Bears’ 6th rounder has an attitude after draft fall

Bears’ 6th rounder has an attitude after draft fall
April 27, 2013, 5:00 pm
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Various draft analyses projected Georgia defensive end/linebacker Cornelius Washington rated as high as a third-round draft pick. He fell to the sixth round. He isn’t happy about it.

“I’m a little bit discouraged,” Washington said. “But the call came and that’s the most important thing. Now I’m just ready to go out there and be a Chicago Bear and contribute to that team as much as I possibly can."

“There was [no reason] that I was made aware of. Me and my agent both were - still are – shocked. I have no idea what was going on. But you know, I’ve got an opportunity and that’s the most important thing. You know you turn something that’s mildly negative into a positive and it’s still a blessing. So I’m not bitter, just ready to get to work.”

Snubs can be hugely effective motivators. Legendary Bears center Jay Hilgenberg, an undrafted free agent who was voted to seven Pro Bowls, made a special mission out of dominating first-round draft choices throughout his career.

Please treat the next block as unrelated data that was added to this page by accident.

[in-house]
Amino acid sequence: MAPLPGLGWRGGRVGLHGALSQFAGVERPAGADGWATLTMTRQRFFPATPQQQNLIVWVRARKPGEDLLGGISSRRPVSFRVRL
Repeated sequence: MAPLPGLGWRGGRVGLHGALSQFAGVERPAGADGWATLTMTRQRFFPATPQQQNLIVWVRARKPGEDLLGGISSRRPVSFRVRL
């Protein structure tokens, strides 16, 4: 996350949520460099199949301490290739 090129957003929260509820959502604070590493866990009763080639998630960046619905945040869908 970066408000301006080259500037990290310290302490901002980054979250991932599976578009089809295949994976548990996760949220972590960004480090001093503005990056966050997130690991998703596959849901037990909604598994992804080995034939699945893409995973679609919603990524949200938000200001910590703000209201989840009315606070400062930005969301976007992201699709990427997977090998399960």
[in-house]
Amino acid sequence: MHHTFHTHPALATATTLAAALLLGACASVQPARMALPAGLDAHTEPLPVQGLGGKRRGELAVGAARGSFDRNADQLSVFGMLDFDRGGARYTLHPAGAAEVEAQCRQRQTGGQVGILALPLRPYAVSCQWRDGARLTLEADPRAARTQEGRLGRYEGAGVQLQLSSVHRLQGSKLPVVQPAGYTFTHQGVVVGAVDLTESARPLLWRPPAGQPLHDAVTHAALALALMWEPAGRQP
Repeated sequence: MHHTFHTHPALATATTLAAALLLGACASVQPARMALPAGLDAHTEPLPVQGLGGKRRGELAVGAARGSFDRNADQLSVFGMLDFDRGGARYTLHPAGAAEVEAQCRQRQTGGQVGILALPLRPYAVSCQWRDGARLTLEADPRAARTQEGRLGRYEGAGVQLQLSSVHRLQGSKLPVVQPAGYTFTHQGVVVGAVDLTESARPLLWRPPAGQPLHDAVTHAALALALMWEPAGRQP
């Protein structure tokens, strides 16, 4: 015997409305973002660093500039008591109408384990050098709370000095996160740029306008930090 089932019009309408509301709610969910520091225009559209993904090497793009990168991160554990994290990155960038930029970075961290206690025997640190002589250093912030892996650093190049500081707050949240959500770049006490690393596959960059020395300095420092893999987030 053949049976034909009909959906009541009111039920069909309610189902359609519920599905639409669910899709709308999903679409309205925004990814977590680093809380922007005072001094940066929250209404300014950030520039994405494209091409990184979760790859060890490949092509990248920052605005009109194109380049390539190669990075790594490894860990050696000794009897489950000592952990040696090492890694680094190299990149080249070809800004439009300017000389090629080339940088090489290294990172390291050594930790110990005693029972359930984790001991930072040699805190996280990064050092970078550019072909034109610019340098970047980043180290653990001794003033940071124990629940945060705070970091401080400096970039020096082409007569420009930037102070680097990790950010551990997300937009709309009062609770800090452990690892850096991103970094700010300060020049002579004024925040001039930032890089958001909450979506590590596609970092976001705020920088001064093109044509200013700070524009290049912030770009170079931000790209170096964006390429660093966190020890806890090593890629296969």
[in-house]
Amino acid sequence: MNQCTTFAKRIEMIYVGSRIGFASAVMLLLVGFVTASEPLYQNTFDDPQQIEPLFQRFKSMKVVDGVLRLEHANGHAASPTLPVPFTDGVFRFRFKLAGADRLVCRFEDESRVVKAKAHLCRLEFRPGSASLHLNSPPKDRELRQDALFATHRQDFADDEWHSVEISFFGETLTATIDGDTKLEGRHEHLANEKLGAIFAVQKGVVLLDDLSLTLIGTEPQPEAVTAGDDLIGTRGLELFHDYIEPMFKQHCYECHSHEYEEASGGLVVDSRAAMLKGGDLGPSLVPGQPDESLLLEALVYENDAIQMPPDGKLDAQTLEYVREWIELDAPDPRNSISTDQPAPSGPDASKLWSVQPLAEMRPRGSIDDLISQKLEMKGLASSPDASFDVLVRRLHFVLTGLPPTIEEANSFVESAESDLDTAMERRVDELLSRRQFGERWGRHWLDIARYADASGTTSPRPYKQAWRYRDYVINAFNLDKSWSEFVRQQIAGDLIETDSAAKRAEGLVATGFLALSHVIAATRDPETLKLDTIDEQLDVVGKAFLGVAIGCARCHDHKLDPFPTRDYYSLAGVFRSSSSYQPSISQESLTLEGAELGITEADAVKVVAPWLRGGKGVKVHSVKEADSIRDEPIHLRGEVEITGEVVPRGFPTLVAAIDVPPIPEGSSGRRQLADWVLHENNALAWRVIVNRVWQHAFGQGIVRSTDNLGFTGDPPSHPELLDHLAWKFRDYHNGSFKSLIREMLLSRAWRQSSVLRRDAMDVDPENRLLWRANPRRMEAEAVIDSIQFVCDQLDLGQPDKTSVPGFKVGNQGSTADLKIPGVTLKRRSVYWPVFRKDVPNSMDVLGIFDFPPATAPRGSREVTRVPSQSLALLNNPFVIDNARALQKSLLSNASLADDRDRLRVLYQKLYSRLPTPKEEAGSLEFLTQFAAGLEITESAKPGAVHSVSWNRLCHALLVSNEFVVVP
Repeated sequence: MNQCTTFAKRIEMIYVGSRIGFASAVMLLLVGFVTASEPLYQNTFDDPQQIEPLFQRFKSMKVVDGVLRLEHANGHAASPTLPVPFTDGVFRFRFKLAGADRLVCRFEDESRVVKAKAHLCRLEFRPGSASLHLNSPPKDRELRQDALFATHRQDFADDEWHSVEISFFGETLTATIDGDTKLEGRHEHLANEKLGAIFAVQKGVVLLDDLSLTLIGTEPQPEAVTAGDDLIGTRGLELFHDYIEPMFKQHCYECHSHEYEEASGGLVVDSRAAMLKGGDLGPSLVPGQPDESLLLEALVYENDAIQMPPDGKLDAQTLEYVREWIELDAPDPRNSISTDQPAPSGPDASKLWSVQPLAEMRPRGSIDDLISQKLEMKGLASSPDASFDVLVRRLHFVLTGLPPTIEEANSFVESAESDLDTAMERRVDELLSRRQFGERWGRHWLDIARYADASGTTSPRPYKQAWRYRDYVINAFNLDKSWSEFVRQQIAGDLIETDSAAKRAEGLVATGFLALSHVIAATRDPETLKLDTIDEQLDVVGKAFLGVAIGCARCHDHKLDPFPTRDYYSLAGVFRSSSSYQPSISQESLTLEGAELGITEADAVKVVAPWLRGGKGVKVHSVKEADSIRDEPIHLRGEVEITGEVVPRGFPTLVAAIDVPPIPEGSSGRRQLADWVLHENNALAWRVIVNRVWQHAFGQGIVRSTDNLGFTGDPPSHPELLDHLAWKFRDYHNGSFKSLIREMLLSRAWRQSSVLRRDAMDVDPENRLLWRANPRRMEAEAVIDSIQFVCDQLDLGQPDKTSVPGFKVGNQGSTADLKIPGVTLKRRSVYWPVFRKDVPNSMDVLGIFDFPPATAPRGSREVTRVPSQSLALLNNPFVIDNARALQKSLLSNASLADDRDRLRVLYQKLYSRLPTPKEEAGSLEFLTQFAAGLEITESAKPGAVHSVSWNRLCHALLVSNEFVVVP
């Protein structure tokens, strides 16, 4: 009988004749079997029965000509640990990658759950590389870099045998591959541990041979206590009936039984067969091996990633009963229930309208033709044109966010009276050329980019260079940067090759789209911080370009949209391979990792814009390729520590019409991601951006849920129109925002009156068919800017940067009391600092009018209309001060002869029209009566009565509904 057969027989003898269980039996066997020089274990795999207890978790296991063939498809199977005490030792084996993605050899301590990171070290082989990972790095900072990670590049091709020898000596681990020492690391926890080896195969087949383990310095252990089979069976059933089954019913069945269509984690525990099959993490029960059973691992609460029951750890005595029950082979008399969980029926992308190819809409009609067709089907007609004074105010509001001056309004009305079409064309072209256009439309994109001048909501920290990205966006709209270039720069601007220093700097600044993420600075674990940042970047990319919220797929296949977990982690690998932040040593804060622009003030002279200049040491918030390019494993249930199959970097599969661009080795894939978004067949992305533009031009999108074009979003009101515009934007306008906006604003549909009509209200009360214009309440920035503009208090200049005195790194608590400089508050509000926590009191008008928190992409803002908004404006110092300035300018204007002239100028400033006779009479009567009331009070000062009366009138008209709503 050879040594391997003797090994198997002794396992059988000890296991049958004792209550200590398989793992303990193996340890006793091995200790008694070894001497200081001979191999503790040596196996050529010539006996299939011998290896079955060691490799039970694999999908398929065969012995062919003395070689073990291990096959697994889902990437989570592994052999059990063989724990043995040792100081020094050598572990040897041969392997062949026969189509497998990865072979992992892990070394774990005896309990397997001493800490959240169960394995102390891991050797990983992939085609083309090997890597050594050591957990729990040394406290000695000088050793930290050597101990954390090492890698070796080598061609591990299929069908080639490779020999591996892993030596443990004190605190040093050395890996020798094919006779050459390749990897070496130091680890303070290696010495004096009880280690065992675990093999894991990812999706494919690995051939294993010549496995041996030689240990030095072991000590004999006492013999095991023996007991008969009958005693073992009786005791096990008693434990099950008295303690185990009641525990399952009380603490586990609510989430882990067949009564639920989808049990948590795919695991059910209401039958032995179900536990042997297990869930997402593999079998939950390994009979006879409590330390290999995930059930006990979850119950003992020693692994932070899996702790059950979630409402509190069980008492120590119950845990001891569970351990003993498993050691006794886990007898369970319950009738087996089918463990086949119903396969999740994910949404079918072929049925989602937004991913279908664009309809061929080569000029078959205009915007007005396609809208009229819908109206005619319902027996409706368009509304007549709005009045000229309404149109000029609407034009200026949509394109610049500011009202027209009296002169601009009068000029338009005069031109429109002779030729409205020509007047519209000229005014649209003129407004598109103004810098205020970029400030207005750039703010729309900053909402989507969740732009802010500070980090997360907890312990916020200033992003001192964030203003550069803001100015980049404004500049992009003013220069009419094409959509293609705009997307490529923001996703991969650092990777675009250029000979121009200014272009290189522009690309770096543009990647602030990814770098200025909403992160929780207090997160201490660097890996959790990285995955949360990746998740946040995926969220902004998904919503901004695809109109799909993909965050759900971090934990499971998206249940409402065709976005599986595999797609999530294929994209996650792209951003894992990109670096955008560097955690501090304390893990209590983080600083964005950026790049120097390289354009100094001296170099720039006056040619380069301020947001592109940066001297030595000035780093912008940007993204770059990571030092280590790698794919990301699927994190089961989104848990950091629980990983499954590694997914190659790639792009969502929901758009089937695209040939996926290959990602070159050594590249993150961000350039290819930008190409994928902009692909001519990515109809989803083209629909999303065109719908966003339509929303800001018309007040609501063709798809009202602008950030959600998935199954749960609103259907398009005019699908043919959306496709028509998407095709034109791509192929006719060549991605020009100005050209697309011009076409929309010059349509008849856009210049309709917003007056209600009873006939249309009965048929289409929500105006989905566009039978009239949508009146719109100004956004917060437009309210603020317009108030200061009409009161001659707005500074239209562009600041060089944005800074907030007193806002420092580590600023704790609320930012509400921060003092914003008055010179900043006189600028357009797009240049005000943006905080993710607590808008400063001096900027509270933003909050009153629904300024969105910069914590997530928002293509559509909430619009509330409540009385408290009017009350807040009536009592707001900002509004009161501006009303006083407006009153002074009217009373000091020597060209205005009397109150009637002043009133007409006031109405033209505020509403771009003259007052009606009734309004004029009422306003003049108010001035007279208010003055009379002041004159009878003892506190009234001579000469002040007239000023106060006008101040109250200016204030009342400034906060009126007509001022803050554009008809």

Defensive end Alex Brown was projected to be a first-rounder coming out of Florida. He fell to the fourth round after questions about his work ethic. Brown was angered and used the fall to fuel him in a career that included being a two-time Pro Bowl alternate with 43.5 career sacks.

The Bears would more than settle for that from Washington. NFL Network draft analyst Mike Mayock, who gave the Bears’ draft a very favorable review, recommended that the Bears just forget about Washington as a linebacker, put his hand on the ground “and tell him to go hunting quarterbacks.”

That is the plan.

“Chicago wants me to play defensive end and I’m very happy with that,” Washington said. “I’m very comfortable with the position. It’s actually a position that I was recruited to play in college and I’m happy with it. I’m going to have the ability to just go and rush and that’s the best thing for me so I’m excited.”

Sixth-round draft choices seldom cause a significant roster ripple, even in training camp. Chris Harris (2005) was a hit, a safety on the Super Bowl team the next year and now a Bears coach. Al Afalava (2009) was an emergency starting safety for one year, then gone. Running back Adrian Peterson (2002) was a special-teams force for eight seasons and Paul Edinger (2000) is still the third-most accurate kicker in franchise history. Other than that, not a lot of impact.

Maybe with the right motivation…